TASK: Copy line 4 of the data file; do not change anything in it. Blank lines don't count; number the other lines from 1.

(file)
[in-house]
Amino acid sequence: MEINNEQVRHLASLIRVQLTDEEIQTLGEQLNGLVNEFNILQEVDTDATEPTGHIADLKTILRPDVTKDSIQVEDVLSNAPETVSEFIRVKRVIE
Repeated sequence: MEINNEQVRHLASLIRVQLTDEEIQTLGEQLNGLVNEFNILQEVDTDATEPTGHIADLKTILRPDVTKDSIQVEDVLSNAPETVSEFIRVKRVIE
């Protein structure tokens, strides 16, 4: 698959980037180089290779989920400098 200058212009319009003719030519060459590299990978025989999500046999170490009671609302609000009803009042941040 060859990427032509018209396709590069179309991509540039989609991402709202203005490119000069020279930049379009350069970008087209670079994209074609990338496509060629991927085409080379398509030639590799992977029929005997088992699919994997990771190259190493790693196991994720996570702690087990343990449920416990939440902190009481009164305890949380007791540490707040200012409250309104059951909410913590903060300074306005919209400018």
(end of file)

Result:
């Protein structure tokens, strides 16, 4: 698959980037180089290779989920400098 200058212009319009003719030519060459590299990978025989999500046999170490009671609302609000009803009042941040 060859990427032509018209396709590069179309991509540039989609991402709202203005490119000069020279930049379009350069970008087209670079994209074609990338496509060629991927085409080379398509030639590799992977029929005997088992699919994997990771190259190493790693196991994720996570702690087990343990449920416990939440902190009481009164305890949380007791540490707040200012409250309104059951909410913590903060300074306005919209400018």